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Letters |

Insulin Therapy and Lipid Overload in Type 2 Diabetes

Paresh Dandona, MD, PhD; Ajay Chaudhuri, MD; Husam Ghanim, PhD
JAMA. 2008;300(7):788-790. doi:10.1001/jama.300.7.788-b.
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To the Editor: In his Commentary, Dr Unger1 hypothesized that insulin therapy should be the treatment of last resort in patients with type 2 diabetes because exogenous hyperinsulinemia may increase ectopic lipid deposition in the skeletal muscle and other tissues in insulin-resistant states. The major mechanism proposed for this effect is the demonstration in leptin-deficient animals that insulin receptor substrate 2 is suppressed and the expression of sterol response element binding protein 1c (SREBP-1c) is increased in the liver by hyperinsulinemia. Unger concludes that these effects of insulin may contribute to insulin resistance and increased atherogenesis and potentially explain the higher mortality observed in the intensive arm of the ACCORD study.1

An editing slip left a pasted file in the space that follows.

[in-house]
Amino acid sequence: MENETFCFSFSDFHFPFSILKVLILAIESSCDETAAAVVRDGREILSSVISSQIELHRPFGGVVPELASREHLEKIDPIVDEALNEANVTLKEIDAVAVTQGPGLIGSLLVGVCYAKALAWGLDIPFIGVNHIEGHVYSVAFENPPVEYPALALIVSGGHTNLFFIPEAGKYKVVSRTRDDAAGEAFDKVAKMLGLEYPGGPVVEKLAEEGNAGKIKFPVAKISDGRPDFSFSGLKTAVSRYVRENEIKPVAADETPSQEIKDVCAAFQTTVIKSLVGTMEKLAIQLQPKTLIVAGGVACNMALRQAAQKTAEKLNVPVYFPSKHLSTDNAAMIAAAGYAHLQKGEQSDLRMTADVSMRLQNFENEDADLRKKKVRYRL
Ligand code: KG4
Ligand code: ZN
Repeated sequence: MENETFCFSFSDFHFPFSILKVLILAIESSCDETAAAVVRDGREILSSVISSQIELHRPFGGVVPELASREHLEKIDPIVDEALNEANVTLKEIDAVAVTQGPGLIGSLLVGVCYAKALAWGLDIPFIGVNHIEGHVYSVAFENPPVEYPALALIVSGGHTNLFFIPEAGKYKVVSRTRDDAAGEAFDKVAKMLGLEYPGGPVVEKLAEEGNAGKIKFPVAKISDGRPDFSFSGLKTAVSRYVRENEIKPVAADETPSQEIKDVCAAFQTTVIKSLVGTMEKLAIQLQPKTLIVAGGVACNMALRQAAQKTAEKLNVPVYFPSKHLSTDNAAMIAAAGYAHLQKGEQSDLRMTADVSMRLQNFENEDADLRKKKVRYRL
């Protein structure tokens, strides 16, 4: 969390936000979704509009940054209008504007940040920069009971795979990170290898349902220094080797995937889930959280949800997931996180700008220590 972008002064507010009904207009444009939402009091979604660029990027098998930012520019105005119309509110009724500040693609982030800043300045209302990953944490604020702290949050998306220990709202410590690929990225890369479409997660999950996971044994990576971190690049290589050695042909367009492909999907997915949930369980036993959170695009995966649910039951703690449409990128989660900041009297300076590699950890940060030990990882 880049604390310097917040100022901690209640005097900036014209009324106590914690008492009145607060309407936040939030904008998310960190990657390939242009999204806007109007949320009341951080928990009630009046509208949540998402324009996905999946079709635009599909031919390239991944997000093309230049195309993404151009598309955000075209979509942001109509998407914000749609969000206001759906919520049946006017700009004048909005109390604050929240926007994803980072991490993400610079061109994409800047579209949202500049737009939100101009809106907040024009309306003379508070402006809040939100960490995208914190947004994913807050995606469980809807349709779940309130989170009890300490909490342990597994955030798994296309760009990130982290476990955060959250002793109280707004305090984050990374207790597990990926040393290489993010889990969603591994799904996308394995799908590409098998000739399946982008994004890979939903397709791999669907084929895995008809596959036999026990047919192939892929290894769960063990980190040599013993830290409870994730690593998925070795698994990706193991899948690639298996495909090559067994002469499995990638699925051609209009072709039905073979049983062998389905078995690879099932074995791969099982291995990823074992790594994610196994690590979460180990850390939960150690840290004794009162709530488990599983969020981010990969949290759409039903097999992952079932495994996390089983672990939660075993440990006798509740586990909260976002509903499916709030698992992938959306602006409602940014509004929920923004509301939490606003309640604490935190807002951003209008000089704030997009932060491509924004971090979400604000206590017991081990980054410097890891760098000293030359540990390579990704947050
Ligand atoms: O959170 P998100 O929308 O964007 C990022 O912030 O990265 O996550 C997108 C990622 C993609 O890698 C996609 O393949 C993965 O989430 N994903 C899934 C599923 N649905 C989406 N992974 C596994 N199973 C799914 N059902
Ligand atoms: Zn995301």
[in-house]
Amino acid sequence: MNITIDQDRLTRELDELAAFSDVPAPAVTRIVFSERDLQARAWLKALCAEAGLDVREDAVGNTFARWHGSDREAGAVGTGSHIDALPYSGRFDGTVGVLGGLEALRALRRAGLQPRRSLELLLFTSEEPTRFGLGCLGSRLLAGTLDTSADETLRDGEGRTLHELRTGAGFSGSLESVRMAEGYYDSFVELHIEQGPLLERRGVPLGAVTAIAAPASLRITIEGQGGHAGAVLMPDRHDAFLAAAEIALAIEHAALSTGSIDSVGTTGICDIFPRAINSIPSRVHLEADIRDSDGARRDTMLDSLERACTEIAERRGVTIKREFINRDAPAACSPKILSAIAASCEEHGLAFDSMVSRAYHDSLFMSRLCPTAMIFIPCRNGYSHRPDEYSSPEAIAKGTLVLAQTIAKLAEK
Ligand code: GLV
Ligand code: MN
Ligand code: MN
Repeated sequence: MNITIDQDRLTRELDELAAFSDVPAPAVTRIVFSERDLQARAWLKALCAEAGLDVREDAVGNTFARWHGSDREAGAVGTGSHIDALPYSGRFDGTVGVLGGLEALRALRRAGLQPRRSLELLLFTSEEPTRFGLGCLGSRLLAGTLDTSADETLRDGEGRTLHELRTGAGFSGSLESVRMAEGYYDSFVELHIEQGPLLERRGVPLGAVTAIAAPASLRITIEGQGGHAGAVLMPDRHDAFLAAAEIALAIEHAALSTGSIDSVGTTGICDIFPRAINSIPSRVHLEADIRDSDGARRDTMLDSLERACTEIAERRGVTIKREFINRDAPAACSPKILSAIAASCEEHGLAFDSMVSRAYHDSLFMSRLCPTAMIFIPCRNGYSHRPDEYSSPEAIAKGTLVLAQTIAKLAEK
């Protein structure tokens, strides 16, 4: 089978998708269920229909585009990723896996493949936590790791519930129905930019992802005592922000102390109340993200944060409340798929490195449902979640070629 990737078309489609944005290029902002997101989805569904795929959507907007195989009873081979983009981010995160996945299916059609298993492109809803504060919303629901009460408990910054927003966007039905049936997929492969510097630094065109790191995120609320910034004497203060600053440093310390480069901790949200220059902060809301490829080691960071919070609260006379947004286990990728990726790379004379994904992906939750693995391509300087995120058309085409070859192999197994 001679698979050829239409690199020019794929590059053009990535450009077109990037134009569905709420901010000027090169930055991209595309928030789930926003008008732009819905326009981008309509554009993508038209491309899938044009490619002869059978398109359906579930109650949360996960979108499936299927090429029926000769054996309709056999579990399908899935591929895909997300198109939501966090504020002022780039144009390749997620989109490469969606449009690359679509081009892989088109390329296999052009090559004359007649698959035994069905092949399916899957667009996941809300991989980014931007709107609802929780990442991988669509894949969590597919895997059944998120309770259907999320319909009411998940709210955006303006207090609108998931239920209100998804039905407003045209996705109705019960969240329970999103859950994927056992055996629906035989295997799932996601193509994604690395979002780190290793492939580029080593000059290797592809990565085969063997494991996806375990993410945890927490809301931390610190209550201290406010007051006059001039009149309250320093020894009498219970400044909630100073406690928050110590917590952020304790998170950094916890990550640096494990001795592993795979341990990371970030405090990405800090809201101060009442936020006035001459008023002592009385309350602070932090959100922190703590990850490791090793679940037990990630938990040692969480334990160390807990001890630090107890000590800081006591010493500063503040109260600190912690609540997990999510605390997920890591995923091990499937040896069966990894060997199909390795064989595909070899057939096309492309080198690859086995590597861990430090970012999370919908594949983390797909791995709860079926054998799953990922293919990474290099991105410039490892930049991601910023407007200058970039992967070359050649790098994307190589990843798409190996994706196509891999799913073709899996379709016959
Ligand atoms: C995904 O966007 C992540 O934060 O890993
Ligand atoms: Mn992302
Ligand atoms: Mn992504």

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August 20, 2008
Raffaele Marfella, MD, PhD; Michelangela Barbieri, MD, PhD; Giuseppe Paolisso, MD
JAMA. 2008;300(7):788-790. doi:10.1001/jama.300.7.789.
August 20, 2008
Roger H. Unger, MD
JAMA. 2008;300(7):788-790. doi:10.1001/jama.300.7.790-a.
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